Red Snapper

Glasgow: King Tut's Wah Wah Hut, Sat 26 Sep; Edinburgh: La Belle Angele, Sun 27 Sep.

The last few years have seen dance music in a live setting really come of age. You’d have to be brassnecked, or The Chemical Brothers, to get away with 'doing an Orb’ these days stationing two blokes behind a keyboard with an eye-popping lightshow and a drugged-up audience to fall back on. Things began to change with the likes of Underworld's ’Mad' Karl Hyde providing more of a visual focus. Now it‘s the Bentley Rhythm Aces and Reprazents who have become the country’s best live acts. London-based Red Snapper have also built their reputation on their live shows but even their intense, sweaty, jazz-inflected jams underwent a rethink when they went on tour with the masters of the live dance arena, The Prodigy. 'That tour made us realise that we know nothing,’ says Ali Friend, Red

Snapper’s double-bass player. 'We subsequently shifted our stage show up a gear to make it more outward- looking. You need to be more aware of what's going on with an audience and play to them, reel them in a bit.’ Red Snapper's distinctive cocktail of sound is a natural attention-grabber and comes from the unlikely combination of the band’s nucleus David Ayers, an American jazz, classical and soundtrack fiend, house and techno-loving drummer Richard Thair and Friend with his funk and jazz background - who all met a few years ago as session musicians for earnest singer/songwriter

Heather Nova.

'There was no pressure to do anything particular,’ says Friend of their early days, 'so we all played what we wanted to play and it was just a simple premise: get a bass and drum groove and let David improvise over the top. We had two sessions and thought, “there's

ROCK Rialto

Glasgow: King Tut’s, Wed 7 Oct; Edinburgh: Venue, Fri 9 Oct. He's not as posh as you'd think, you know LoUis Jones, tor; foo-fringe-tlop- SWOOn-por) crooner, dapper architect of Widescreen dramatists Rialto is speaking in the generic; tones of yer average Camden pop-strurririet languid and unplaceable, his nose unclogged by toffee, hrs mouth unencumbered by plums

LOUIS, y'see, is son of a real-life, three- dimensional, tweak-my-moustache-

‘/ /

Rialto: giggling (almost) through the tear-jerkers

something here".‘

The result sounds like melodic drum ’n’ bass without the hectic breakbeats, probably because of the underlying jazz influence. You know the addictive twang of double-bass on Roni Size's ’Brown Paper Bag’? You get that over an entire album with Red Snapper. Making Bones, their second album, also boasts soundtrack strings and wide open spaces, jazz trumpet and intimate encounters. It’s not screamingly immediate, but worth taking some time over.

Friend is also thinking about where Red Snapper take

Red Snapper: making no bones about it

things next. There's talk of more electro, more vocals

and electric bass.

(Fiona Shepherd)

and-chew-riiy-travel House of lords peer and, t'xlieri Jones Set passes his final motion, w-ll techni aily tale his place in Pater's rio'xerruiientai iv groove, srioozirvi ciracetutly he t\‘/ilic;lit years alonr; ‘.'thl‘. the nut of T3";- Uncleacl This, designated lin-imrte of a 'true' o rt star, ineVitably leading sortie pundits to brand Rialto as nothing more than the hobby horse of an idle iich~lzid Well to those detractors, Louis's rionna riet aphoristic on yo' ass

'There’s an old Arabic saying that goes, "Let the dogs bail: and the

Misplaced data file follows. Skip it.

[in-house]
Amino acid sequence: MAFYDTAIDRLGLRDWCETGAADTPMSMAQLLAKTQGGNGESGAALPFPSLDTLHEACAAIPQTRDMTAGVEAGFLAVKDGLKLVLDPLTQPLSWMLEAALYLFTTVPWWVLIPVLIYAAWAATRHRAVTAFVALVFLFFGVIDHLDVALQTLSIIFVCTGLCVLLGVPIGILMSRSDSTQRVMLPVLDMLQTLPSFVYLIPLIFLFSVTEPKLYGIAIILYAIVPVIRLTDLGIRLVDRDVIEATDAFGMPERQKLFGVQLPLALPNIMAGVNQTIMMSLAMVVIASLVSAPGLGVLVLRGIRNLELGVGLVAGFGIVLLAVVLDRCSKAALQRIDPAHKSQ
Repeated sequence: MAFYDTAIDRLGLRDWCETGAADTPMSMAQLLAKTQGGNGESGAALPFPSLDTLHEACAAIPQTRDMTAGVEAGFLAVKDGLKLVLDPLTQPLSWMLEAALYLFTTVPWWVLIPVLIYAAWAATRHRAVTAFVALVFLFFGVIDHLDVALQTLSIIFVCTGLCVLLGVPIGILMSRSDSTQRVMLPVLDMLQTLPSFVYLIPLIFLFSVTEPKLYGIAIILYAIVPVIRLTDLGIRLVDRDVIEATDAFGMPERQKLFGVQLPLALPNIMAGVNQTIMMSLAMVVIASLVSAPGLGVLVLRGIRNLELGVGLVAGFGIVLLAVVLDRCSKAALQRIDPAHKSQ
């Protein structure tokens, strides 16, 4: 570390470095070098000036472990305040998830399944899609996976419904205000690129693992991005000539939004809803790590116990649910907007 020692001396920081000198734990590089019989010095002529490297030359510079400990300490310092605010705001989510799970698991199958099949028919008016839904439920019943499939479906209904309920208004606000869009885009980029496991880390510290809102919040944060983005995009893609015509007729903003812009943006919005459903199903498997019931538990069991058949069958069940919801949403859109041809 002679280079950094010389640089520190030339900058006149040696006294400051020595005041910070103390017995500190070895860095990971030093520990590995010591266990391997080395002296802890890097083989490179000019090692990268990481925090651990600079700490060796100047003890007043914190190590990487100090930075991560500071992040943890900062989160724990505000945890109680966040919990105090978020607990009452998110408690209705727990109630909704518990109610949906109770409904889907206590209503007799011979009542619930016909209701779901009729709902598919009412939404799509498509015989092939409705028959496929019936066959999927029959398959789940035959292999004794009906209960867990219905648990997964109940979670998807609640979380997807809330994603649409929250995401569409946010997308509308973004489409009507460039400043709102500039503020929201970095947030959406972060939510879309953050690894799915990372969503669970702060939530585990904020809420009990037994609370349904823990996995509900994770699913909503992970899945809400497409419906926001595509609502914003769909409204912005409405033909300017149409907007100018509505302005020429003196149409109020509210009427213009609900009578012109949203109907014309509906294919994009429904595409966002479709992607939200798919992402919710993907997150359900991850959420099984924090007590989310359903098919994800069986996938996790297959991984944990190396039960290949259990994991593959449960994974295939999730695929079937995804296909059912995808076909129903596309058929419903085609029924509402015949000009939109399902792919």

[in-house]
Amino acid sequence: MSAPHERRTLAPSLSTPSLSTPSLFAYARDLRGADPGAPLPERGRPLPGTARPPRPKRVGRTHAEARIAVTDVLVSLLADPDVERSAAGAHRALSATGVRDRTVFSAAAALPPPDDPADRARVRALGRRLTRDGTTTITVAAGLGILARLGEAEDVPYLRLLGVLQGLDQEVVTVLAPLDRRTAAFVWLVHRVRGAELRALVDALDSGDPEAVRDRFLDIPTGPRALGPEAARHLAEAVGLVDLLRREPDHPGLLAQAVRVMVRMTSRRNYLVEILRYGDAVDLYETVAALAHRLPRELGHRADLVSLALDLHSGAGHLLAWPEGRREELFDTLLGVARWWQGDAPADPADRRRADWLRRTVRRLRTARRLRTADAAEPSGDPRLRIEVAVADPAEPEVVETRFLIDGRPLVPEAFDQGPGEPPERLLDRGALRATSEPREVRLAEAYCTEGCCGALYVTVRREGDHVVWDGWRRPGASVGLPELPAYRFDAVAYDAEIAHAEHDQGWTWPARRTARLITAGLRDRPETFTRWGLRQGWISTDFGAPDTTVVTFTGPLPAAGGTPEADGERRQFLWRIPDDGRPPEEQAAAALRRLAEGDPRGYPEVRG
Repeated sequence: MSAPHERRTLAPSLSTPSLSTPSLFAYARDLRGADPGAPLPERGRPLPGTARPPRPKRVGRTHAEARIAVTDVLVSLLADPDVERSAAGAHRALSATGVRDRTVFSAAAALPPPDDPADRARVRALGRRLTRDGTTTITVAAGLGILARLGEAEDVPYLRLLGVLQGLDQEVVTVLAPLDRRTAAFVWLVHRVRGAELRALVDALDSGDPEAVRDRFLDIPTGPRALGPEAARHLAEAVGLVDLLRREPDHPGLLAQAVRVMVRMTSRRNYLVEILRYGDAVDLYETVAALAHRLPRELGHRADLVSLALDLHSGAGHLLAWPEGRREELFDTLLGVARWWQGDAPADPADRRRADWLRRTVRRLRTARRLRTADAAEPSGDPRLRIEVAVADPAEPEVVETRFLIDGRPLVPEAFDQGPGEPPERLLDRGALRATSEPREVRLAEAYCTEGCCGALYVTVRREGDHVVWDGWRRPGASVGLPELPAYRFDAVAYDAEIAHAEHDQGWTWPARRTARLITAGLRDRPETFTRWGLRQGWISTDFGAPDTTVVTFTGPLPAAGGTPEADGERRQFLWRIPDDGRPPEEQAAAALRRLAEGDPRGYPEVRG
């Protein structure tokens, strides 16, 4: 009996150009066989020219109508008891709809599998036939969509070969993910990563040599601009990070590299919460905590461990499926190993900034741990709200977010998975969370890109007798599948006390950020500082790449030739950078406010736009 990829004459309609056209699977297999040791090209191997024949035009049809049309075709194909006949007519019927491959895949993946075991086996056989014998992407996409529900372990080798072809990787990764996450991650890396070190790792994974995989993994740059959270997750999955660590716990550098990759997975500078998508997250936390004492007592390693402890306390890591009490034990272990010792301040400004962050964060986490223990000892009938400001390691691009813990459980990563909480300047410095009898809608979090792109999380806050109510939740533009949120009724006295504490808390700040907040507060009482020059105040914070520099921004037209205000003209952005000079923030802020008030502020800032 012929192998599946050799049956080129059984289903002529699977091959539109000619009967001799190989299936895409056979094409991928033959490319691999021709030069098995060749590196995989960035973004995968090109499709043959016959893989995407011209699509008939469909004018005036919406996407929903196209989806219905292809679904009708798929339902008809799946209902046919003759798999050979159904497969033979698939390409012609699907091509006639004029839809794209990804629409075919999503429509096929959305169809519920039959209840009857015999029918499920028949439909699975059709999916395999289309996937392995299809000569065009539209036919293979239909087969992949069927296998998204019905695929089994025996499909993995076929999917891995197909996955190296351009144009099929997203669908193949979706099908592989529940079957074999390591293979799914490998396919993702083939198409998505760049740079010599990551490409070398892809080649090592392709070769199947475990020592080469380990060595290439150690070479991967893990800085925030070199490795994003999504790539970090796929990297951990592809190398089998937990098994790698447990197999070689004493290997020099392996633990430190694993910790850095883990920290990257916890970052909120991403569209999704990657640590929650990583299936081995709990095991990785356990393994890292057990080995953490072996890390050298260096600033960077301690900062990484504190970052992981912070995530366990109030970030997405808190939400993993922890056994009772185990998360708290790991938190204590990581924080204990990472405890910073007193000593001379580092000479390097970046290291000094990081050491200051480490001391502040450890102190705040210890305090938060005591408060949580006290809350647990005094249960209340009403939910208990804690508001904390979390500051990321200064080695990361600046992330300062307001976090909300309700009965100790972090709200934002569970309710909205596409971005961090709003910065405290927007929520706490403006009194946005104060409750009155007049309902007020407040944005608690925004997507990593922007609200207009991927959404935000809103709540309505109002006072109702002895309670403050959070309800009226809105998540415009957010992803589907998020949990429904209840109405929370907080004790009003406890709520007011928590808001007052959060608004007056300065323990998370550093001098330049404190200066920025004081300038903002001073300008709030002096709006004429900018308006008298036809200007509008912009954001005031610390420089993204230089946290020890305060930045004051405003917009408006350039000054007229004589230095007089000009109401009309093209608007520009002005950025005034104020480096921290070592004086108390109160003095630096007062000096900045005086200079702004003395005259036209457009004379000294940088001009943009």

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’So long as you can work authentic instruments with technology that’s what fascinates me really,’ he says. ’The clash of the digital and the analogue, I suppose.’

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preview MUSIC

Victoria Williams Glasgow: King Tut's, Thu 1 Oct

The sad fact is that, until Victoria Williams was diagnosed With multiple sclerosis in 1992, she really was the best-kept secret in the rootsy sinner- songwriter scene It was only after luminaries like Lou Reed, Pearl Jam and Evan Danrlo banded together to record an album of her songs, entitled Relief, to meet her medical bills, that America started to realise the treasure that had been under its collective nose The resulting charity, vtnich Williams helps to run, has raised more than $350,000 to date for musicians Without medical insurance

She’s been recording since 1987, but it's this year's Musings Of A Cfc’tfkdIDIX‘l' that shows the Williams brilliance in its fullest bloom in contrast to 1994's more electric loose, which featured members of REM, Soul Asylum and The Jayliav.l.s, this is a calmer, more diverse allair lininn-f: past the restrictions put lllI'Ul‘. 'rcvots' artists,

sense et

‘.'Jlltlt‘ still lé’lclll‘lll’] a iiiar\.'ellc»iis hac let/oods Americana, Williams has as individual a wt \‘xl’llill’l an'l arranriiriri her songs as she S‘.‘.’ll(lilll(] \‘J‘llll ease hetv.-een charming riaivete and somethinc; rather more sinister, she even touches down in places only ion: lyllHliPll and Rickie lee Jones have passe-fl thrsurih hetore her You don't

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Chile-rim, rrriht on tor:- htrt a iii-stint; spot for none the lc-ss Thr- the album were recorded in these evoc't’itn'e surroundings, less than a mile from ‘.‘Jltert' Gram Parsons died The unoredictability of her illness means that Williams can tour and record sporadically, and althouczh four years passed hetween her last album and this one, there's the tantalisinc; gtrr)sl)t‘ti of a sWil’. follow-up to Cr'eekcfirirter in the new year 7 possibly the children's album she's been tal'uiic;

initial sessions for

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Victoria Williams: startling pioneer of Americana

2.1 See 8 Oct 1098 THELIST41